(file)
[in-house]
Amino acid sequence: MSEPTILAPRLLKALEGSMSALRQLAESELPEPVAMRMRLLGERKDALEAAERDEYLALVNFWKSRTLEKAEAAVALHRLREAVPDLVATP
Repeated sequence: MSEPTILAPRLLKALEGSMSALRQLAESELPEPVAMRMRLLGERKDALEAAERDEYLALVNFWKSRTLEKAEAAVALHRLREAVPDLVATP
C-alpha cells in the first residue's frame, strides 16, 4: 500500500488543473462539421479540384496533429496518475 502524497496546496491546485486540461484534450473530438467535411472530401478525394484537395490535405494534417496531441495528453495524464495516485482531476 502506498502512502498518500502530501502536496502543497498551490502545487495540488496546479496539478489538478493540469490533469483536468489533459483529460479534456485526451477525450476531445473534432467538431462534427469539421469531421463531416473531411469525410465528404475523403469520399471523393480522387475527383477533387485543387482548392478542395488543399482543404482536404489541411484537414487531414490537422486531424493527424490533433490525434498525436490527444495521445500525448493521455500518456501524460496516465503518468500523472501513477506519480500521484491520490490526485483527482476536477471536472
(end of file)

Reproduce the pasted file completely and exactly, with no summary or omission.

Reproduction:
[in-house]
Amino acid sequence: MSEPTILAPRLLKALEGSMSALRQLAESELPEPVAMRMRLLGERKDALEAAERDEYLALVNFWKSRTLEKAEAAVALHRLREAVPDLVATP
Repeated sequence: MSEPTILAPRLLKALEGSMSALRQLAESELPEPVAMRMRLLGERKDALEAAERDEYLALVNFWKSRTLEKAEAAVALHRLREAVPDLVATP
C-alpha cells in the first residue's frame, strides 16, 4: 500500500488543473462539421479540384496533429496518475 502524497496546496491546485486540461484534450473530438467535411472530401478525394484537395490535405494534417496531441495528453495524464495516485482531476 502506498502512502498518500502530501502536496502543497498551490502545487495540488496546479496539478489538478493540469490533469483536468489533459483529460479534456485526451477525450476531445473534432467538431462534427469539421469531421463531416473531411469525410465528404475523403469520399471523393480522387475527383477533387485543387482548392478542395488543399482543404482536404489541411484537414487531414490537422486531424493527424490533433490525434498525436490527444495521445500525448493521455500518456501524460496516465503518468500523472501513477506519480500521484491520490490526485483527482476536477471536472